Don't judge a Mars mission by its landscape.
NASA's Mars rovers have sent back haunting images of rugged hills and ridges and rock-strewn fields. The space agency's next Mars visitor will have a lot less to look at it.
The InSight mission is scheduled to touch down on the red planet Nov. 26 and NASA is aiming for an intentionally dull-looking landing spot. Elysium Planitia is a lava plain located near the equator. It's relatively smooth and free of rocks that could upset the three-legged lander.
"If Elysium Planitia were a salad, it would consist of romaine lettuce and kale -- no dressing," InSight principal investigator Bruce Banerdt said in a news release Monday. "If it were an ice cream, it would be vanilla."
While NASA equates the landing spot to a stadium parking lot, the humdrum landscape is really the perfect place for InSight.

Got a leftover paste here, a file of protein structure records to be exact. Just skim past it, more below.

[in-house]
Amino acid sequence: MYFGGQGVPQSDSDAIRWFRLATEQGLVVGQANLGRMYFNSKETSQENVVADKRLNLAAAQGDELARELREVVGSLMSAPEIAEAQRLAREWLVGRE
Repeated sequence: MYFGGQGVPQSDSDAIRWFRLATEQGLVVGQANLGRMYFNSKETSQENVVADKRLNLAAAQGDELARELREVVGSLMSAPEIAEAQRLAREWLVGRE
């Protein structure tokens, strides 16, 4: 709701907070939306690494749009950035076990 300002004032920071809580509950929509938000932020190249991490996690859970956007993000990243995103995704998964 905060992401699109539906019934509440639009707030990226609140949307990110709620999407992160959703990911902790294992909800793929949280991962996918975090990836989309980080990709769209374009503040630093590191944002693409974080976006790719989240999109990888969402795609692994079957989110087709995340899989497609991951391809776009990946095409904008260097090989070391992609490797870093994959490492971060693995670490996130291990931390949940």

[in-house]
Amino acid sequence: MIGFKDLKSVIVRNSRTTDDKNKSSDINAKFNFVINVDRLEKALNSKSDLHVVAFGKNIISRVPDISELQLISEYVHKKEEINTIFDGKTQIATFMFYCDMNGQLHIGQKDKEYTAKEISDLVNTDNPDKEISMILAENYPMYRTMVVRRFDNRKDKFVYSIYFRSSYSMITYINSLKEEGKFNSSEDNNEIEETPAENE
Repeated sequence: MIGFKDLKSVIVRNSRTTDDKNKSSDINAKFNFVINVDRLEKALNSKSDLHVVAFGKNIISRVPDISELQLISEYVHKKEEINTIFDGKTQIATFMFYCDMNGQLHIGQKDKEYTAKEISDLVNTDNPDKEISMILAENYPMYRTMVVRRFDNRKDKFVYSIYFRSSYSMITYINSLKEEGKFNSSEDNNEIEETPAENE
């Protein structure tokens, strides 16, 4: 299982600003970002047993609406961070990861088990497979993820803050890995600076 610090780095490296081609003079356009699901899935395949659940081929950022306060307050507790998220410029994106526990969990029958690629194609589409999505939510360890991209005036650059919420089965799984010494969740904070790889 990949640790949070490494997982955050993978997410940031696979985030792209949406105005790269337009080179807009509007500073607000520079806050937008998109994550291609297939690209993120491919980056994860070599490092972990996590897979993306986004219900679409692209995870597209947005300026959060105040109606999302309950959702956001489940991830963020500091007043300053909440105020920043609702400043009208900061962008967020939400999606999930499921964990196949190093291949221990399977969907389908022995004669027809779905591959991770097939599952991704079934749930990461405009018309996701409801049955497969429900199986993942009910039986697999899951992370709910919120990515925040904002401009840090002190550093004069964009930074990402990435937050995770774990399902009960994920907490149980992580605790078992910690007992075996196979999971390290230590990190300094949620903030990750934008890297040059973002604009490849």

Unlike NASA's famous Opportunity and Curiosity missions, InSight isn't a rover capable of rolling around. It'll stay in one spot to investigate the interior of Mars, take its temperature and study potential "Marsquakes."
Elysium Planitia will provide plenty of sun for the lander's solar panels. It's also expected to be a good place for InSight's burrowing probe, which will need to dig down to 16 feet (5 meters) below the surface to measure the heat coming from Mars' interior.
InSight will be able to send back images of its surroundings, but the real science will take place out of sight. "The beauty of this mission is happening below the surface," says Banerdt.
Insight launched in early May and will be the latest mark of NASA's presence on the planet. The Curiosity rover is the only machine that's still functioning on the surface as the space agency continues to reach out to its silent Opportunity rover.
NASA turns 60: The space agency has taken humanity farther than anyone else, and it has plans to go further.
Taking It to Extremes: Mix insane situations -- erupting volcanoes, nuclear meltdowns, 30-foot waves -- with everyday tech. Here's what happens.